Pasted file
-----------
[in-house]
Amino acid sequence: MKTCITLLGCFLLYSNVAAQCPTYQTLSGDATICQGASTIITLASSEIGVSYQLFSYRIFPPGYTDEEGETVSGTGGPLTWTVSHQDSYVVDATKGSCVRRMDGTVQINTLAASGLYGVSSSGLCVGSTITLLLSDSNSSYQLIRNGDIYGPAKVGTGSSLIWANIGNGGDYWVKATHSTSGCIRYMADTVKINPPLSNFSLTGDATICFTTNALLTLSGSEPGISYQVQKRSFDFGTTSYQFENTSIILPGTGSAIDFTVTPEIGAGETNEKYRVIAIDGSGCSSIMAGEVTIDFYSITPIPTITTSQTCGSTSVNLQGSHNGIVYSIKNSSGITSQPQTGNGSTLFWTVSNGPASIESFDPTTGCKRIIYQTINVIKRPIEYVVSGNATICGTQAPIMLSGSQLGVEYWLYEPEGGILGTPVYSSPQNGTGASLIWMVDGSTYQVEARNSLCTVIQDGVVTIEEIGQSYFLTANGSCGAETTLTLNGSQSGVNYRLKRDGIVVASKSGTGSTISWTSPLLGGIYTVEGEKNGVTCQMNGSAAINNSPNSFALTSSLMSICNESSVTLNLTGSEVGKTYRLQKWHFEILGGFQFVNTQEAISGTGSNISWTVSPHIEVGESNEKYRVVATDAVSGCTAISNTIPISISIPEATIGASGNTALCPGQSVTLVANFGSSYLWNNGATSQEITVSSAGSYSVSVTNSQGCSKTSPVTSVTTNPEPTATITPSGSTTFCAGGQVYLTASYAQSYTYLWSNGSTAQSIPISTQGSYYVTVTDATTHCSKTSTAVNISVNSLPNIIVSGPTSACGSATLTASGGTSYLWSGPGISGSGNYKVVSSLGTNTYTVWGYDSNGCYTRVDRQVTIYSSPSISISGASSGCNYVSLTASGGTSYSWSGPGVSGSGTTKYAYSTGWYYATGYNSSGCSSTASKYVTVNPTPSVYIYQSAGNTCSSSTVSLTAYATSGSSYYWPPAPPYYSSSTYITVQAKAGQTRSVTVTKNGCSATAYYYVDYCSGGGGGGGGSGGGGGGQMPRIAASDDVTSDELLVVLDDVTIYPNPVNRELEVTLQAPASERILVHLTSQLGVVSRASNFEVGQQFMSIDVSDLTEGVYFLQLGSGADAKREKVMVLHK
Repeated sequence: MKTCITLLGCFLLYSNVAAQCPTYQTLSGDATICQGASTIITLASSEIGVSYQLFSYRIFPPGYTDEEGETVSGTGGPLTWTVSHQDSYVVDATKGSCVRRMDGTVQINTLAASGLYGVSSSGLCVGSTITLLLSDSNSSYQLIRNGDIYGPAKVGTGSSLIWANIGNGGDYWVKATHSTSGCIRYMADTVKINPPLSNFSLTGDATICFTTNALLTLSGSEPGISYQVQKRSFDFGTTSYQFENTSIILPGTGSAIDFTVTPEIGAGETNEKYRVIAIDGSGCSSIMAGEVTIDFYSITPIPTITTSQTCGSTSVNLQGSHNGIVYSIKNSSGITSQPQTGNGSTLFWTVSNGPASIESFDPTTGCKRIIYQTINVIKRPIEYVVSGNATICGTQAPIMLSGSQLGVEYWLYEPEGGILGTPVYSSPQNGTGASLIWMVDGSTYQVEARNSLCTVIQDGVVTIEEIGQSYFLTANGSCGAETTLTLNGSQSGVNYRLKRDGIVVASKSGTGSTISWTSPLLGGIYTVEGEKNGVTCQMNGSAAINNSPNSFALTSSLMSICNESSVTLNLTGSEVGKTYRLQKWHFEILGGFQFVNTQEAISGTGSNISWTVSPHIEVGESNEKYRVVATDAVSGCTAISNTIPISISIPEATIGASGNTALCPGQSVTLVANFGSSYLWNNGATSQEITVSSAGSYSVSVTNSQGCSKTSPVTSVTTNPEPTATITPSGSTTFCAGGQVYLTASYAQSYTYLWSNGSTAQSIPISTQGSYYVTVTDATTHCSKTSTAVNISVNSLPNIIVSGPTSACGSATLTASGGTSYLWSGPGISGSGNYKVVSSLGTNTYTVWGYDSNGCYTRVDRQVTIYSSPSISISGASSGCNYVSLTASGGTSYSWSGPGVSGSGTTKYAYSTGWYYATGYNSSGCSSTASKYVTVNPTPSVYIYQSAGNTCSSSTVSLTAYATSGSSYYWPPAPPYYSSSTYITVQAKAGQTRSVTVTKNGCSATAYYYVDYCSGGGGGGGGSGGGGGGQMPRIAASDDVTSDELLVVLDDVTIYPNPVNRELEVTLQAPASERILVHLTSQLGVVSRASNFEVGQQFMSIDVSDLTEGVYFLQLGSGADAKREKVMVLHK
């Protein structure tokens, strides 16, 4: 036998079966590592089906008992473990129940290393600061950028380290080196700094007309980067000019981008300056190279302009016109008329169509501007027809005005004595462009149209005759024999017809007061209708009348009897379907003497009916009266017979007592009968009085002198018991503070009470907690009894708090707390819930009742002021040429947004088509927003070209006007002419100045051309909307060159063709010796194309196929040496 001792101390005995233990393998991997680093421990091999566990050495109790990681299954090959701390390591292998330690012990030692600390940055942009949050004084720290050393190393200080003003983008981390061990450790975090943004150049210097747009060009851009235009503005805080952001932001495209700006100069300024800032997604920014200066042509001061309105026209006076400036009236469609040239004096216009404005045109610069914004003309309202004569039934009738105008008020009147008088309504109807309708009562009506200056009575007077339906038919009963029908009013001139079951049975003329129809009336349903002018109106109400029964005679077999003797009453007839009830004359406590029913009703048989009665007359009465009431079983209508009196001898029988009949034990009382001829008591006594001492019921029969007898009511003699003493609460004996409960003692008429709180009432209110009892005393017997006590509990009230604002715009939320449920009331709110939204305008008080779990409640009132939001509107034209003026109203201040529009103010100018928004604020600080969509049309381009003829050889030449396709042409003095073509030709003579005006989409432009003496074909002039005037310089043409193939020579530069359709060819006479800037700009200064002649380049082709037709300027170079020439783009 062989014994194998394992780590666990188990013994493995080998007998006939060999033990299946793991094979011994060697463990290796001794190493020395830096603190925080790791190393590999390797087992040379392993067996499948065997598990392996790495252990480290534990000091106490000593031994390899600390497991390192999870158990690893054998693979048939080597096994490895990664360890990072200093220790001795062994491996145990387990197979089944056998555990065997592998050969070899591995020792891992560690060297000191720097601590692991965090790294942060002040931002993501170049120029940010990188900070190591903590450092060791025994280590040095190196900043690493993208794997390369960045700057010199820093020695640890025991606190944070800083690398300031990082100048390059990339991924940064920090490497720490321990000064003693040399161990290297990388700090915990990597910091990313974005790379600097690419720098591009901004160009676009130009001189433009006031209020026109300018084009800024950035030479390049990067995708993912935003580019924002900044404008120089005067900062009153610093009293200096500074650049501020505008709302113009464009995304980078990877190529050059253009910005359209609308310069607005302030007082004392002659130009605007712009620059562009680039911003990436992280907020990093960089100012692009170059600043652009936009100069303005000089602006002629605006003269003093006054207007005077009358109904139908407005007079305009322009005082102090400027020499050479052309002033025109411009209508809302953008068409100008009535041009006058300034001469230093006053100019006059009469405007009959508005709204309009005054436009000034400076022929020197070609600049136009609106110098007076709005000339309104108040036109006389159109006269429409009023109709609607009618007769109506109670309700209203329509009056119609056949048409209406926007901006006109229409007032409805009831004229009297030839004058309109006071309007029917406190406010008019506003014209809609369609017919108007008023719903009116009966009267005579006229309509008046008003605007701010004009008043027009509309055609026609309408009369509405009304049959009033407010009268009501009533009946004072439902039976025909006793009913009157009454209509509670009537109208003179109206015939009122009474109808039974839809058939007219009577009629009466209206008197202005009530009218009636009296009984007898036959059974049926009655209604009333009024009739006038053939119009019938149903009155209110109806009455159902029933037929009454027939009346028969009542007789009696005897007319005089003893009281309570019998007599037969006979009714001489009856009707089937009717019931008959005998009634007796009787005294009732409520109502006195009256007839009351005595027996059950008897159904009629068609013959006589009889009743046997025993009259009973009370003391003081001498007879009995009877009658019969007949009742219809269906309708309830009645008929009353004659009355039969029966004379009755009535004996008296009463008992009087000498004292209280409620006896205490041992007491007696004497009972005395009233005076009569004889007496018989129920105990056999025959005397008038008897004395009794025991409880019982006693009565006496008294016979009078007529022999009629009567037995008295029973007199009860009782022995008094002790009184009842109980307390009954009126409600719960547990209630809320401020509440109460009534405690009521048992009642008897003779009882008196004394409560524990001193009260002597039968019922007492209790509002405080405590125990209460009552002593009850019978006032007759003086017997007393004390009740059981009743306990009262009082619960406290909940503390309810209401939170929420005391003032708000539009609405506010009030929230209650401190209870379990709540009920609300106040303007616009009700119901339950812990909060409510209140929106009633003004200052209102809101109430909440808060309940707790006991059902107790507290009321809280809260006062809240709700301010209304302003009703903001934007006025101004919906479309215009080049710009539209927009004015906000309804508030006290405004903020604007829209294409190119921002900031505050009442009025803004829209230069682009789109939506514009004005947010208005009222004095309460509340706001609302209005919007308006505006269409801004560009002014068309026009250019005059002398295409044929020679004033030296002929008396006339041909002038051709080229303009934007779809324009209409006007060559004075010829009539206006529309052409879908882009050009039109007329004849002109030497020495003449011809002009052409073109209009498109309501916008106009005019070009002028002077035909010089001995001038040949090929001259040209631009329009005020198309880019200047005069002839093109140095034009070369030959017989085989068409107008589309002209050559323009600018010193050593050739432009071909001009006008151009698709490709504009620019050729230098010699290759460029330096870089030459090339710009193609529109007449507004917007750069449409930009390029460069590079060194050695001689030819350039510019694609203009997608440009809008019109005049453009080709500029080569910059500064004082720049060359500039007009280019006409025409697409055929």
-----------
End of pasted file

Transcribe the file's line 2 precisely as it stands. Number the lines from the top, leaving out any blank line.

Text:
Amino acid sequence: MKTCITLLGCFLLYSNVAAQCPTYQTLSGDATICQGASTIITLASSEIGVSYQLFSYRIFPPGYTDEEGETVSGTGGPLTWTVSHQDSYVVDATKGSCVRRMDGTVQINTLAASGLYGVSSSGLCVGSTITLLLSDSNSSYQLIRNGDIYGPAKVGTGSSLIWANIGNGGDYWVKATHSTSGCIRYMADTVKINPPLSNFSLTGDATICFTTNALLTLSGSEPGISYQVQKRSFDFGTTSYQFENTSIILPGTGSAIDFTVTPEIGAGETNEKYRVIAIDGSGCSSIMAGEVTIDFYSITPIPTITTSQTCGSTSVNLQGSHNGIVYSIKNSSGITSQPQTGNGSTLFWTVSNGPASIESFDPTTGCKRIIYQTINVIKRPIEYVVSGNATICGTQAPIMLSGSQLGVEYWLYEPEGGILGTPVYSSPQNGTGASLIWMVDGSTYQVEARNSLCTVIQDGVVTIEEIGQSYFLTANGSCGAETTLTLNGSQSGVNYRLKRDGIVVASKSGTGSTISWTSPLLGGIYTVEGEKNGVTCQMNGSAAINNSPNSFALTSSLMSICNESSVTLNLTGSEVGKTYRLQKWHFEILGGFQFVNTQEAISGTGSNISWTVSPHIEVGESNEKYRVVATDAVSGCTAISNTIPISISIPEATIGASGNTALCPGQSVTLVANFGSSYLWNNGATSQEITVSSAGSYSVSVTNSQGCSKTSPVTSVTTNPEPTATITPSGSTTFCAGGQVYLTASYAQSYTYLWSNGSTAQSIPISTQGSYYVTVTDATTHCSKTSTAVNISVNSLPNIIVSGPTSACGSATLTASGGTSYLWSGPGISGSGNYKVVSSLGTNTYTVWGYDSNGCYTRVDRQVTIYSSPSISISGASSGCNYVSLTASGGTSYSWSGPGVSGSGTTKYAYSTGWYYATGYNSSGCSSTASKYVTVNPTPSVYIYQSAGNTCSSSTVSLTAYATSGSSYYWPPAPPYYSSSTYITVQAKAGQTRSVTVTKNGCSATAYYYVDYCSGGGGGGGGSGGGGGGQMPRIAASDDVTSDELLVVLDDVTIYPNPVNRELEVTLQAPASERILVHLTSQLGVVSRASNFEVGQQFMSIDVSDLTEGVYFLQLGSGADAKREKVMVLHK